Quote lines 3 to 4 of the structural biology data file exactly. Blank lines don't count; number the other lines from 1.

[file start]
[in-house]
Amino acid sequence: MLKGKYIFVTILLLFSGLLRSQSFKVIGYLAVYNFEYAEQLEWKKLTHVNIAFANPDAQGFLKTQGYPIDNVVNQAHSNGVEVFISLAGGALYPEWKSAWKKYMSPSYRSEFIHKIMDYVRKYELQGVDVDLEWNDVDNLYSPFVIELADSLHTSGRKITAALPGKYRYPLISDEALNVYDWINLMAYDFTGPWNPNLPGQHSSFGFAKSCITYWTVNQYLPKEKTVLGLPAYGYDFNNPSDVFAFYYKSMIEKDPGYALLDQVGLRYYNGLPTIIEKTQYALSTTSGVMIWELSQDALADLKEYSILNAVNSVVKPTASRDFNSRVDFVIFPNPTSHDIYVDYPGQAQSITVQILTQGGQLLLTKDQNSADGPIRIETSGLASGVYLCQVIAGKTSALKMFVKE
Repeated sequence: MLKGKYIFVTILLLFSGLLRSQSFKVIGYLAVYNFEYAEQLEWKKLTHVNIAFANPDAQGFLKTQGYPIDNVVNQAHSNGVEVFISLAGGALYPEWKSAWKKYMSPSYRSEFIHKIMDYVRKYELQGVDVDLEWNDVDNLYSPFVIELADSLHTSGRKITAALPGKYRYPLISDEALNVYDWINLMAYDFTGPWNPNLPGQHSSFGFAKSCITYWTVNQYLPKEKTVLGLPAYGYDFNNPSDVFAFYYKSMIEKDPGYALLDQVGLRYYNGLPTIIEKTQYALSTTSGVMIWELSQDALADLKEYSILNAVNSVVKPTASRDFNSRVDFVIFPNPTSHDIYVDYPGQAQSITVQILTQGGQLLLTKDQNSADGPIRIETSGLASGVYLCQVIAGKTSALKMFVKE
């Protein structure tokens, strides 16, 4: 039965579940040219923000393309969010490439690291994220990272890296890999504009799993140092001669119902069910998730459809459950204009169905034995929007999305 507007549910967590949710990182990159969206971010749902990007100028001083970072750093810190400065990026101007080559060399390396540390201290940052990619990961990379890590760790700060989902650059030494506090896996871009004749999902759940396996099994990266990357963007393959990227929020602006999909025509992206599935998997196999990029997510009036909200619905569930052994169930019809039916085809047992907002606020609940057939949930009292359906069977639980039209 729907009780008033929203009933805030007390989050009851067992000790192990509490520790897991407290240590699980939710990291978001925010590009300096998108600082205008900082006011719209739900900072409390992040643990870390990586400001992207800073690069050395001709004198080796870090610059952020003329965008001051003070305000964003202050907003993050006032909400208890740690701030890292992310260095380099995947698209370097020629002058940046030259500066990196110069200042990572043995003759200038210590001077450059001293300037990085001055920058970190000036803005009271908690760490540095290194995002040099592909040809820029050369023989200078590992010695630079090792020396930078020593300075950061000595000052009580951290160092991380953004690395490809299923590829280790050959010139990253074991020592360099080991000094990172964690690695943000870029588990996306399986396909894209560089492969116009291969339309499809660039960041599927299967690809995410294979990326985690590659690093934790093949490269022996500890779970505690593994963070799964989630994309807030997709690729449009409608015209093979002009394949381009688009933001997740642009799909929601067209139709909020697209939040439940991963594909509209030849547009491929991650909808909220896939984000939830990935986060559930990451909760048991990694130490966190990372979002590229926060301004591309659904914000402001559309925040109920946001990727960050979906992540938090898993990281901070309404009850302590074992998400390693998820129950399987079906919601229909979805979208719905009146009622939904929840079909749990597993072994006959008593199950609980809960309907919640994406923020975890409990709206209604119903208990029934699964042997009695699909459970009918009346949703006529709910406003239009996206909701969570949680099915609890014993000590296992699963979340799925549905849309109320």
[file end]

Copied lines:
Repeated sequence: MLKGKYIFVTILLLFSGLLRSQSFKVIGYLAVYNFEYAEQLEWKKLTHVNIAFANPDAQGFLKTQGYPIDNVVNQAHSNGVEVFISLAGGALYPEWKSAWKKYMSPSYRSEFIHKIMDYVRKYELQGVDVDLEWNDVDNLYSPFVIELADSLHTSGRKITAALPGKYRYPLISDEALNVYDWINLMAYDFTGPWNPNLPGQHSSFGFAKSCITYWTVNQYLPKEKTVLGLPAYGYDFNNPSDVFAFYYKSMIEKDPGYALLDQVGLRYYNGLPTIIEKTQYALSTTSGVMIWELSQDALADLKEYSILNAVNSVVKPTASRDFNSRVDFVIFPNPTSHDIYVDYPGQAQSITVQILTQGGQLLLTKDQNSADGPIRIETSGLASGVYLCQVIAGKTSALKMFVKE
């Protein structure tokens, strides 16, 4: 039965579940040219923000393309969010490439690291994220990272890296890999504009799993140092001669119902069910998730459809459950204009169905034995929007999305 507007549910967590949710990182990159969206971010749902990007100028001083970072750093810190400065990026101007080559060399390396540390201290940052990619990961990379890590760790700060989902650059030494506090896996871009004749999902759940396996099994990266990357963007393959990227929020602006999909025509992206599935998997196999990029997510009036909200619905569930052994169930019809039916085809047992907002606020609940057939949930009292359906069977639980039209 729907009780008033929203009933805030007390989050009851067992000790192990509490520790897991407290240590699980939710990291978001925010590009300096998108600082205008900082006011719209739900900072409390992040643990870390990586400001992207800073690069050395001709004198080796870090610059952020003329965008001051003070305000964003202050907003993050006032909400208890740690701030890292992310260095380099995947698209370097020629002058940046030259500066990196110069200042990572043995003759200038210590001077450059001293300037990085001055920058970190000036803005009271908690760490540095290194995002040099592909040809820029050369023989200078590992010695630079090792020396930078020593300075950061000595000052009580951290160092991380953004690395490809299923590829280790050959010139990253074991020592360099080991000094990172964690690695943000870029588990996306399986396909894209560089492969116009291969339309499809660039960041599927299967690809995410294979990326985690590659690093934790093949490269022996500890779970505690593994963070799964989630994309807030997709690729449009409608015209093979002009394949381009688009933001997740642009799909929601067209139709909020697209939040439940991963594909509209030849547009491929991650909808909220896939984000939830990935986060559930990451909760048991990694130490966190990372979002590229926060301004591309659904914000402001559309925040109920946001990727960050979906992540938090898993990281901070309404009850302590074992998400390693998820129950399987079906919601229909979805979208719905009146009622939904929840079909749990597993072994006959008593199950609980809960309907919640994406923020975890409990709206209604119903208990029934699964042997009695699909459970009918009346949703006529709910406003239009996206909701969570949680099915609890014993000590296992699963979340799925549905849309109320």